So I liked it, a lot. I think it was one of the smartest movies I’ve ever seen in terms of really going at racial logic in the South - all those twisted messed up loopholes of racial identity and property ownership and class and authenticity. And I’m excited that this is where Tarantino is going with his career now, you know? That he writes these - yes, increasingly linear - films that really try to go at the logic that underlay a really fascinating moment in historicity, and he really I think is smart at bringing out aspects of that logic that is still present today. I’m thinking of Colonel Hans Landa, who I maintain is one of the most brilliant characters to emerge in any film because he represents not the frothing evil of Nazi Germany, but the ambivalent evil of the efficient, bureaucratic professional. But I digress. I liked Django Unchained because Tarantino, like in Ingluorious Basterds, was smart for so long before he started shooting and blowing things up. Which I also love. I love to see that kid come out (yes, I know that it’s actually supremely complicated homage, but I see it the way I see it).
Side note: I read someone say that they missed the usual strong female characters that Tarantino has in his movies. I agree.
Forgot to add this to the queue I did a while back. Listen, this was really pretty good. I laughed a lot and then found it hard to want Mila Kunis to take him back. ….I wish I liked “Suit and Tie” more than this movie but I can’t say that’s the truth.
I love my mom a lot, and she loves this movie, so we watched it together on Christmas Day. And it was sweet. It’s nice to see all those talented mature British actors getting together with Anwar from Skins.
All I can say is that I really think Joe Wright is a genius. There is no way to do a Russian novel as a movie. There is no way. There is so much. There is literally continents of characters and emotions and epiphanies and settings. The only way - really, now that I’ve seen it I actually think the only way - is to just acknowledge the fact that there is too, too much, and therefore to find a formal framework in which you can have abrupt and ridiculous transitions between characters and place and setting and mood. It was amazing. It was lush and phenomenal and an amazing achievement. Like, this is why it’s exciting to go see movies, because every once in a while one really tries to do something completely different. (Note: I am not a Film Studies major, so it’s very possible this has been done before, don’t jump on me.)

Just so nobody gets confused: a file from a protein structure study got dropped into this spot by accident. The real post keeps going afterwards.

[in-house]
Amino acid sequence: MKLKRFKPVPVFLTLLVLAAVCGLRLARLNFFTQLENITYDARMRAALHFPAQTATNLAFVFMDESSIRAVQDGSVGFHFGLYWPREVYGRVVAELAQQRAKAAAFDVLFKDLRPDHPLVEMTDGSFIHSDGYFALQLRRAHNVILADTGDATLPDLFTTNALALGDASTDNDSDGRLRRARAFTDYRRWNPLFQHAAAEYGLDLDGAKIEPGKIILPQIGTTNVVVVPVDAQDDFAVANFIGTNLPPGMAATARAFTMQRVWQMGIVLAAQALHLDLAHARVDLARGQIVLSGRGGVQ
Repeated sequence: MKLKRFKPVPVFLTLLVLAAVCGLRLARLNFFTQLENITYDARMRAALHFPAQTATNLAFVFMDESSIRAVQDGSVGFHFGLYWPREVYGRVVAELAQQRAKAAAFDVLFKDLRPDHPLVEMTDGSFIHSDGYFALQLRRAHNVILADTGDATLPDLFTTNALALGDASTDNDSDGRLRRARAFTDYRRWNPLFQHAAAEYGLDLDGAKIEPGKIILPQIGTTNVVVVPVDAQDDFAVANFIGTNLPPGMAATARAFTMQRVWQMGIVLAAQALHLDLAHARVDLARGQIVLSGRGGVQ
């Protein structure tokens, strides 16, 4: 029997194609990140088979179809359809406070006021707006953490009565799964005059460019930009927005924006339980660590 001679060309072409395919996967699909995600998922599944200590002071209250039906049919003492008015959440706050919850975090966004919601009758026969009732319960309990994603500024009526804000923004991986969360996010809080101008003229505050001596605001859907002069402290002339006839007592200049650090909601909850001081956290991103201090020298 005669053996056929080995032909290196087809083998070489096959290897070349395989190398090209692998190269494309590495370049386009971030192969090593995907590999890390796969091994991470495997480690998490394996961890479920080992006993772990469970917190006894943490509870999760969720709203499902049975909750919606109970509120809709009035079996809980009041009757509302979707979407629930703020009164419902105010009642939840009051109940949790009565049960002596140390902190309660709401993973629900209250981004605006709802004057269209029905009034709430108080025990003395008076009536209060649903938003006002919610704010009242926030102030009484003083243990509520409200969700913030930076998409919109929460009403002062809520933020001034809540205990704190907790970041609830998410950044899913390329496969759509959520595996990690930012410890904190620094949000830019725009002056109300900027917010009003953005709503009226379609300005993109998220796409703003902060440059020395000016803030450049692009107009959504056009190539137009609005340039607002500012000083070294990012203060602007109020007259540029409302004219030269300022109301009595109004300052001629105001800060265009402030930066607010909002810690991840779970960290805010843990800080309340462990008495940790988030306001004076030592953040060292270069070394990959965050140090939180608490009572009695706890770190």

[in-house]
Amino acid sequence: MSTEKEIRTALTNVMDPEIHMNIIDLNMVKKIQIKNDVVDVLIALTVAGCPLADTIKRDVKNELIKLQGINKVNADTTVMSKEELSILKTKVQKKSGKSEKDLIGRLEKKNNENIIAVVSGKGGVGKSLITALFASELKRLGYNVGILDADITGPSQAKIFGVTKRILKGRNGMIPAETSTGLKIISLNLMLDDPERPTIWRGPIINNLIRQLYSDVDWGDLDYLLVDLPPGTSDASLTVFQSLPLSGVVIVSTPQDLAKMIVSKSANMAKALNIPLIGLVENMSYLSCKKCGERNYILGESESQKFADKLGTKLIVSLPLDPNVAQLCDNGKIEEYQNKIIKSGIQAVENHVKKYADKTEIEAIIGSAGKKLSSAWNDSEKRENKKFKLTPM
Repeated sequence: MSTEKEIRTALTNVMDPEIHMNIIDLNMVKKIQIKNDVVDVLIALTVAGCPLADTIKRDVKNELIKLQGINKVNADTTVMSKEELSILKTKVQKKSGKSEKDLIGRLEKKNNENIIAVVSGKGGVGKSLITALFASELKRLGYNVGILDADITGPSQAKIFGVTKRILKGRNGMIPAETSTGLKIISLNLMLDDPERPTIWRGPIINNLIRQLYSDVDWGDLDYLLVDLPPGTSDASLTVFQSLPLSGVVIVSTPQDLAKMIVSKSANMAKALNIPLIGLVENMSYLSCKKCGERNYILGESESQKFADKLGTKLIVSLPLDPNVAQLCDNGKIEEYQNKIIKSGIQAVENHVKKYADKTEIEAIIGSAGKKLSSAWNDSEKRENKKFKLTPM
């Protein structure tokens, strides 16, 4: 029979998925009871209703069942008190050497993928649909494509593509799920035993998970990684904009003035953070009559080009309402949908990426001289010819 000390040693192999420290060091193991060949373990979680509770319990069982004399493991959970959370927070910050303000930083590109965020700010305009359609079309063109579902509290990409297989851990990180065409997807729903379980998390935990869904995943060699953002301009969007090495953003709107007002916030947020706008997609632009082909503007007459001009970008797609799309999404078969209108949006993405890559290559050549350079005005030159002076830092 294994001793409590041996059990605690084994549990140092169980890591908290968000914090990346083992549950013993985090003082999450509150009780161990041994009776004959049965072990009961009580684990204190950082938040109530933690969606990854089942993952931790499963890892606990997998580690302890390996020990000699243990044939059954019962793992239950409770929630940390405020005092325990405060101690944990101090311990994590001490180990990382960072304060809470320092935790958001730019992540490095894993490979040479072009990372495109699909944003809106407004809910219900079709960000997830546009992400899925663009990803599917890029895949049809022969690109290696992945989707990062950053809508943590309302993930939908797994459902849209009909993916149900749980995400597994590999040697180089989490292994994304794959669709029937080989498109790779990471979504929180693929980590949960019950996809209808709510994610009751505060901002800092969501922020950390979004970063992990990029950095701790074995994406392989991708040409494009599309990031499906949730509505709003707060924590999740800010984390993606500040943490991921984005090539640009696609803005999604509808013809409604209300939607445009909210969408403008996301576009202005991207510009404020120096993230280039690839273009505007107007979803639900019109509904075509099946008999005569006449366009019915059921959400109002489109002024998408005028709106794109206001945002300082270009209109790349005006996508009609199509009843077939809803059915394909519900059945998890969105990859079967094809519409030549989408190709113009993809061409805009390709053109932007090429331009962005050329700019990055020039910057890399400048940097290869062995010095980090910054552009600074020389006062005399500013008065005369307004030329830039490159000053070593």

Actors: this is the most I’ve ever liked Jude Law. Literally Matthew MacFadyen will and should be your favorite part of this movie. And Keira Knightley - I really think she’s one of our best actresses right now, so don’t be hating.
Also Keira Knightley continues to represent for us small-breasted ladies, and she continues to be damn hot doing it.
Wow. Just - wow. Again, I will repeat the feeling of personally identifying with all Katharine Hepburn movies. I will also take this moment to state that I am blown away by James Stewart in this movie. The intensity and urgency of his voice is just an amazing experience. When he sings to her? Amazing. Just - I should watch this like five more times. Katharine Hepburn is luminous and alive and amazing.
Watched this on recommendation from Zadie Smith. May not have paid enough attention to it, but one scene in particular rattled me. I think it might be one of those movies you can’t ever watch with a significant other, because you aren’t going to agree and it’s going to make you angry that you don’t.
Good lord, John Hawkes is incredible in this. And I have to say that this is again a movie that impressed me in terms of its approach to a first person narrative within the form of film. The transitions between the cult and the present-day were seamless and incredible and really somewhat haunting. And Elizabeth Olsen just slays it.
Let me tell you a story. It’s a story about two ladies, a mother and a daughter, who went to NYC together and wanted to see a movie in Times Square because that’s how they roll, and they thought they bought tickets to Skyfall, and then they followed the tickets to the theatre number and found that they had mistakenly been sold tickets to this movie instead. And they were kind of tired and didn’t feel like heading back and the daughter had maybe said that she would see Skyfall with someone else and so they watched Flight.
…….honestly, kind of disappointing. Again, the awesomeness of Bane just seemed misused and wasted. The only person who really brought the movie to life to any degree was Anne Hathaway as Catwoman, which I was not expecting, but which was amazing and impressive. And Joseph Gordon-Levitt, actually, who actually brings the intensity that it always seems like Christian Bale should have but doesn’t in this series.
I think I would best describe this as being sort of a magical movie, really. About how amazing it can be to really get to know someone and actually feel like you are clawing your way out of the veil of loneliness that is so common.
What can I say about this: I can say that Joaquin Phoenix was a frightening sight to behold, a walking live exposed nerve, everything imminent and broken and violent that has ever existed. Philip Seymour Hoffman was a terrifyingly suave counterpart to him, someone whose moments of feigned sincerity are almost as frightening as moments of anger. I don’t know what was happening in this movie, I will be honest. It seemed as though PTA’s approach to trying to discuss what occurs in a cult was to submerge his audience in the same half-awake, half-dreaming state of sensory perception and social interaction, a haze of conviction and doubt and confusion.
Also Amy Adams legitimately scared the bejeesus out of me.